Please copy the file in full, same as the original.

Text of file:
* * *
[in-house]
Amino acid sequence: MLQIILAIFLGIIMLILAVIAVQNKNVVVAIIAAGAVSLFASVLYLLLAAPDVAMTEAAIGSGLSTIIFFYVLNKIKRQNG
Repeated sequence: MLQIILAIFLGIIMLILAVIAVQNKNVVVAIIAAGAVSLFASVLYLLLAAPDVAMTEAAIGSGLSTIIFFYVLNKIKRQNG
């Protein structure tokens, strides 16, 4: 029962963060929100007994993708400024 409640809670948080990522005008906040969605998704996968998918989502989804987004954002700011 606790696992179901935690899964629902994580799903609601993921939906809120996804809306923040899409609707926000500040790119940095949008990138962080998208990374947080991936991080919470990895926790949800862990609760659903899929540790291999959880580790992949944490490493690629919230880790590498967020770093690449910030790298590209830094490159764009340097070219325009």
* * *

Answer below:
[in-house]
Amino acid sequence: MLQIILAIFLGIIMLILAVIAVQNKNVVVAIIAAGAVSLFASVLYLLLAAPDVAMTEAAIGSGLSTIIFFYVLNKIKRQNG
Repeated sequence: MLQIILAIFLGIIMLILAVIAVQNKNVVVAIIAAGAVSLFASVLYLLLAAPDVAMTEAAIGSGLSTIIFFYVLNKIKRQNG
């Protein structure tokens, strides 16, 4: 029962963060929100007994993708400024 409640809670948080990522005008906040969605998704996968998918989502989804987004954002700011 606790696992179901935690899964629902994580799903609601993921939906809120996804809306923040899409609707926000500040790119940095949008990138962080998208990374947080991936991080919470990895926790949800862990609760659903899929540790291999959880580790992949944490490493690629919230880790590498967020770093690449910030790298590209830094490159764009340097070219325009």